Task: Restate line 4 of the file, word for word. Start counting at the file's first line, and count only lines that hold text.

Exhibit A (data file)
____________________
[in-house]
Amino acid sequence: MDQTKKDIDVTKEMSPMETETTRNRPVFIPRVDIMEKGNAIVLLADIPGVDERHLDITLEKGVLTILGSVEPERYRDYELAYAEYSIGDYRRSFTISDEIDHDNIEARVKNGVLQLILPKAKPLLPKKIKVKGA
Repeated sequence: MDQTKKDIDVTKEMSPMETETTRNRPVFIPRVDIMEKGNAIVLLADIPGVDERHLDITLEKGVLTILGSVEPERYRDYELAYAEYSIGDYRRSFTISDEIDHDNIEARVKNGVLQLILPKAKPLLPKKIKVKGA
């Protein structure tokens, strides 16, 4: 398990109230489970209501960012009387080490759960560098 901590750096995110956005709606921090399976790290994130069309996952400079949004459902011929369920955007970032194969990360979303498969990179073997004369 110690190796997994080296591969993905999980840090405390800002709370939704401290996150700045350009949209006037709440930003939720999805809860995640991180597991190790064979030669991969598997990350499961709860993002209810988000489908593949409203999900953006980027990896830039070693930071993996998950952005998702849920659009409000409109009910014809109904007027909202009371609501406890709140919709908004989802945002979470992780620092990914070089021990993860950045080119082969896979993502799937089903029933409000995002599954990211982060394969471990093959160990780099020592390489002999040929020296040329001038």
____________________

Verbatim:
């Protein structure tokens, strides 16, 4: 398990109230489970209501960012009387080490759960560098 901590750096995110956005709606921090399976790290994130069309996952400079949004459902011929369920955007970032194969990360979303498969990179073997004369 110690190796997994080296591969993905999980840090405390800002709370939704401290996150700045350009949209006037709440930003939720999805809860995640991180597991190790064979030669991969598997990350499961709860993002209810988000489908593949409203999900953006980027990896830039070693930071993996998950952005998702849920659009409000409109009910014809109904007027909202009371609501406890709140919709908004989802945002979470992780620092990914070089021990993860950045080119082969896979993502799937089903029933409000995002599954990211982060394969471990093959160990780099020592390489002999040929020296040329001038």